pretrial supervision | St. Louis Public Radio

pretrial supervision

ArchCity Defenders' Michael-John Voss (at left) and Wash U's Peter Joy joined Thursday's talk show.
Evie Hemphill | St. Louis Public Radio

Missouri Chief Justice Zel Fischer in January announced coming changes to the state’s pretrial rules, which govern bail, detention and other practices directly impacting citizens accused of a crime.

The new rules, described by Fischer as “common-sense modifications” within a system that too often treats defendants according to their pocketbooks instead of the law, go into effect July 1.

On Thursday’s St. Louis on the Air, St. Louis Public Radio’s Rachel Lippmann discussed the implications with a local law professor and a representative from ArchCity Defenders.

Tyrone Henley is one of many people recently ordered to wear an electronic ankle monitor while awaiting trial in St. Louis.
Carolina Hidalgo | St. Louis Public Radio

Before he got another chance at freedom, Tyrone Henley spent six weeks in jail, unable to put up $25,000 cash bail.

But last week, Henley and dozens of others in St. Louis jails received new bail hearings after a federal judge ruled the city’s bail-setting practices unconstitutional.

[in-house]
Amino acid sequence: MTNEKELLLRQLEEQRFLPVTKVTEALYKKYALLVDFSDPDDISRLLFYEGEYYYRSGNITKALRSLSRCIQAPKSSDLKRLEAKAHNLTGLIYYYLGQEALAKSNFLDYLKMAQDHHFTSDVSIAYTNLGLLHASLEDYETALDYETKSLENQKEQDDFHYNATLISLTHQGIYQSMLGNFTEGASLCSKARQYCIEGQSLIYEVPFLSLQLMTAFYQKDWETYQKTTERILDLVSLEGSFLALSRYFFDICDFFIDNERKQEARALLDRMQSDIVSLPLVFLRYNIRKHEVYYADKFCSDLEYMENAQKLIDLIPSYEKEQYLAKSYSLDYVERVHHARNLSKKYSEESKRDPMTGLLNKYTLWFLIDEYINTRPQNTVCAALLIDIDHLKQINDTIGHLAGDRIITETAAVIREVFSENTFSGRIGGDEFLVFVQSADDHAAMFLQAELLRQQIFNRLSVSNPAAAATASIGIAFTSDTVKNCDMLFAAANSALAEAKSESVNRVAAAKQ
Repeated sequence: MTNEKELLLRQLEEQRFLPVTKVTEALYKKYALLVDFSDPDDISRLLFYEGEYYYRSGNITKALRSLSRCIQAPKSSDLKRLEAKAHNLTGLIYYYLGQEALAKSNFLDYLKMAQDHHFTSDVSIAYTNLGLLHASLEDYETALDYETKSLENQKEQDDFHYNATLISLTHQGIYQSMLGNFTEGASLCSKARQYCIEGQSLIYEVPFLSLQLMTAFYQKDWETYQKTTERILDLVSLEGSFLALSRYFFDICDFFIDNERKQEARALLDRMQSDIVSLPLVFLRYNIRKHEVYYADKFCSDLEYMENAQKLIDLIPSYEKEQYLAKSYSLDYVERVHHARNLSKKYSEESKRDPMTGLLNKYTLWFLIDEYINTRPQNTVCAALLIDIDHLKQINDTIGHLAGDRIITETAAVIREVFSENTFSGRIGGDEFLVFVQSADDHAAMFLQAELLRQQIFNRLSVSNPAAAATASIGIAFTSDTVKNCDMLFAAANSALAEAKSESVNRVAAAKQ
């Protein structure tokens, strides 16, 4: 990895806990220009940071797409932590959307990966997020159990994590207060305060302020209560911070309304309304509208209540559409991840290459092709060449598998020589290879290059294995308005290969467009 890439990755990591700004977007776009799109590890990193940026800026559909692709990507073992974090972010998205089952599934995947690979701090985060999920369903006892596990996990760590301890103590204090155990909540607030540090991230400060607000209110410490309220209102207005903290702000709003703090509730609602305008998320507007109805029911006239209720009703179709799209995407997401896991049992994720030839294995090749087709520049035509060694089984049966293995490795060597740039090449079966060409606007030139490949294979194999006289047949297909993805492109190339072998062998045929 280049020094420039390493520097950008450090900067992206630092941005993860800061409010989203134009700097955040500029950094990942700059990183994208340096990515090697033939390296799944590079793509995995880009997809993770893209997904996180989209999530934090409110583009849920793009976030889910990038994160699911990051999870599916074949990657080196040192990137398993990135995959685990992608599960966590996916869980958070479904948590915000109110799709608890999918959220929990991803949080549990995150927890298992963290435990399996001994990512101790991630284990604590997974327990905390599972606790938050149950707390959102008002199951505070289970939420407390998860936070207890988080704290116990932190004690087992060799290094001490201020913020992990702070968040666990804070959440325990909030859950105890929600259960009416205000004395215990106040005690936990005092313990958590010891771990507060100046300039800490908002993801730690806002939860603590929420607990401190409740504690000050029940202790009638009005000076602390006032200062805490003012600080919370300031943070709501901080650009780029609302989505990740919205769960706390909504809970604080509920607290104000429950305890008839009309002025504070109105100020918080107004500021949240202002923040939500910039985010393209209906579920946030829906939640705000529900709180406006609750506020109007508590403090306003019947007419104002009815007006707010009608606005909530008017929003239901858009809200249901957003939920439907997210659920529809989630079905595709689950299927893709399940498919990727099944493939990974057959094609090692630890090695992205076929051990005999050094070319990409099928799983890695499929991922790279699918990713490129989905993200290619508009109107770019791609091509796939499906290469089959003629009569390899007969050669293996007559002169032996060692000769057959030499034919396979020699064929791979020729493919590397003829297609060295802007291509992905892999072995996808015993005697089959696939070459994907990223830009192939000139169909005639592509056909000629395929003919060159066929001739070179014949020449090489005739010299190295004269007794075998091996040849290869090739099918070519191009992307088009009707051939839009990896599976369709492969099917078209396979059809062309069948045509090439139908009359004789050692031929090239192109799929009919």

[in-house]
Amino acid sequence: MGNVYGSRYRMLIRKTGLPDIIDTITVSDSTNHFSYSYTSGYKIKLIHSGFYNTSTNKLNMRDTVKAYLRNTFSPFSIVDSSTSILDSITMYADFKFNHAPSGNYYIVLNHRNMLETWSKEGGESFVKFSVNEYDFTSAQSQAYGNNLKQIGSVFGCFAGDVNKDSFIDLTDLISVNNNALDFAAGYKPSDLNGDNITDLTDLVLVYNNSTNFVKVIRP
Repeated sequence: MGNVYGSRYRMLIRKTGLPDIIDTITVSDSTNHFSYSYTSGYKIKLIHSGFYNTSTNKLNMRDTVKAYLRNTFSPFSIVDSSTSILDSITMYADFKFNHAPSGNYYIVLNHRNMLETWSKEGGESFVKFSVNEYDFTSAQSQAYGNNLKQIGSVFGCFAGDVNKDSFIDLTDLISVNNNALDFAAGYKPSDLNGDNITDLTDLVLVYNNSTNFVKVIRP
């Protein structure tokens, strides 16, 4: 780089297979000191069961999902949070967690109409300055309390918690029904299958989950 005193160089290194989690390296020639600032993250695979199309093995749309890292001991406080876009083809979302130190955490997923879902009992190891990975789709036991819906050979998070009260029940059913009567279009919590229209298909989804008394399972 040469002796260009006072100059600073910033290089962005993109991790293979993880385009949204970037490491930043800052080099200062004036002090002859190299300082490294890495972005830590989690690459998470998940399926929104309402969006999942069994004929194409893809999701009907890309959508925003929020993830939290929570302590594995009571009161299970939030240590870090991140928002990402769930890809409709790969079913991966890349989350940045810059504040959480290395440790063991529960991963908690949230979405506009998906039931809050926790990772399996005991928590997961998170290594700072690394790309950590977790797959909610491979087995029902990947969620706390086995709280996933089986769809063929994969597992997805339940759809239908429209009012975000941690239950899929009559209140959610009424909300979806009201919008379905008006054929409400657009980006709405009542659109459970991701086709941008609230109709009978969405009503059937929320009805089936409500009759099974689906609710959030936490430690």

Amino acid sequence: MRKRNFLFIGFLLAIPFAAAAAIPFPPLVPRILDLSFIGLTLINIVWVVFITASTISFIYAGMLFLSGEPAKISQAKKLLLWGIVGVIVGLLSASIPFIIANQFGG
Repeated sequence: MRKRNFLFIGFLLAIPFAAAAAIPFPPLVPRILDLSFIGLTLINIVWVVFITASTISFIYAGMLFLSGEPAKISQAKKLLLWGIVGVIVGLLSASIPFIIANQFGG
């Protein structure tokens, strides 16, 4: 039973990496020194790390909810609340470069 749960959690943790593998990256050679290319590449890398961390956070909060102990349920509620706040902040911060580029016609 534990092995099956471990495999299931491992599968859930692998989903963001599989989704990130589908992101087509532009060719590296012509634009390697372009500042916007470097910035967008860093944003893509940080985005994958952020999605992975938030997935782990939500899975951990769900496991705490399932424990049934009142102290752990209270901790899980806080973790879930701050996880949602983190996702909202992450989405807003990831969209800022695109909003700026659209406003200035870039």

At his hearing, a judge decided to release Henley after he signed a promise to return to court. But there was one more condition: In order to stay out of jail, the 55-year-old has to wear an electronic ankle monitor.

And although Henley is glad to be out of the city’s Medium Security Institution, commonly known as the Workhouse, he said he still feels confined.

Every month, Jocelyn Garner reports to Eastern Missouri Alternative Sentencing Services for a bond supervision check-in that costs her $30. Garner is awaiting trial on charges filed nearly a year ago.
Carolina Hidalgo | St. Louis Public Radio

Once a month, Jocelyn Garner steps off a bus and walks into a dimly lit waiting room in the Dutchtown neighborhood of St. Louis. Her name is called, and an office worker jots down her personal information and asks if she’s staying out of trouble.

The visits take less than five minutes and cost her $30. Her payments go to Eastern Missouri Alternative Sentencing Services, a private company based in St. Charles that tracks and monitors people awaiting trial in St. Louis.

Garner is one of many in St. Louis court-ordered to report to the for-profit company, commonly known as EMASS, after posting bail. Under the law, she’s innocent — but as she waits for her day in court, she pays monthly fees to maintain her freedom. Missing a payment could lead to a warrant for her arrest.